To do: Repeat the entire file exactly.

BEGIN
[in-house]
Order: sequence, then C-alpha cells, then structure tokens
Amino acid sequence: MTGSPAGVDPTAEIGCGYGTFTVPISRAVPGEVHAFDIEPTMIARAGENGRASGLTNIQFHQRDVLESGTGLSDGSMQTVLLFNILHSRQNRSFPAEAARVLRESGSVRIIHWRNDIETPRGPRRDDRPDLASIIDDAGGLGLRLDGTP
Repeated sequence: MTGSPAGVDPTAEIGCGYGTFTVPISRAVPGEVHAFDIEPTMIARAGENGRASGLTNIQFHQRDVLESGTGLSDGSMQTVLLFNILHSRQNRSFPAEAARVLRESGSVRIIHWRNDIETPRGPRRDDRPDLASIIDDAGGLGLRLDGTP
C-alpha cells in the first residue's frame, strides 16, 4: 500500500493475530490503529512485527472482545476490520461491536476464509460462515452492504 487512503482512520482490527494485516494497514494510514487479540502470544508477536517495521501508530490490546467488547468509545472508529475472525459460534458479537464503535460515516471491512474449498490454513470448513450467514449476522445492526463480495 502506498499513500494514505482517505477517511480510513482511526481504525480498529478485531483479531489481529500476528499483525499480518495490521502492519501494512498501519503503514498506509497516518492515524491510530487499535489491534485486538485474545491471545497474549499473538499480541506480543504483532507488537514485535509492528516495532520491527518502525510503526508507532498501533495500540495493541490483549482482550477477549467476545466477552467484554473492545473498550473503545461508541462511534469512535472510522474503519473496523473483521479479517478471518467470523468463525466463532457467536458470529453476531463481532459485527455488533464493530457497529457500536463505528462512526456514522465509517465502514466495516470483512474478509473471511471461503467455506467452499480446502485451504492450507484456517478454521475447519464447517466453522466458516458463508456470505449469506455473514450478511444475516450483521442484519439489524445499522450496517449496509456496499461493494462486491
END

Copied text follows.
[in-house]
Order: sequence, then C-alpha cells, then structure tokens
Amino acid sequence: MTGSPAGVDPTAEIGCGYGTFTVPISRAVPGEVHAFDIEPTMIARAGENGRASGLTNIQFHQRDVLESGTGLSDGSMQTVLLFNILHSRQNRSFPAEAARVLRESGSVRIIHWRNDIETPRGPRRDDRPDLASIIDDAGGLGLRLDGTP
Repeated sequence: MTGSPAGVDPTAEIGCGYGTFTVPISRAVPGEVHAFDIEPTMIARAGENGRASGLTNIQFHQRDVLESGTGLSDGSMQTVLLFNILHSRQNRSFPAEAARVLRESGSVRIIHWRNDIETPRGPRRDDRPDLASIIDDAGGLGLRLDGTP
C-alpha cells in the first residue's frame, strides 16, 4: 500500500493475530490503529512485527472482545476490520461491536476464509460462515452492504 487512503482512520482490527494485516494497514494510514487479540502470544508477536517495521501508530490490546467488547468509545472508529475472525459460534458479537464503535460515516471491512474449498490454513470448513450467514449476522445492526463480495 502506498499513500494514505482517505477517511480510513482511526481504525480498529478485531483479531489481529500476528499483525499480518495490521502492519501494512498501519503503514498506509497516518492515524491510530487499535489491534485486538485474545491471545497474549499473538499480541506480543504483532507488537514485535509492528516495532520491527518502525510503526508507532498501533495500540495493541490483549482482550477477549467476545466477552467484554473492545473498550473503545461508541462511534469512535472510522474503519473496523473483521479479517478471518467470523468463525466463532457467536458470529453476531463481532459485527455488533464493530457497529457500536463505528462512526456514522465509517465502514466495516470483512474478509473471511471461503467455506467452499480446502485451504492450507484456517478454521475447519464447517466453522466458516458463508456470505449469506455473514450478511444475516450483521442484519439489524445499522450496517449496509456496499461493494462486491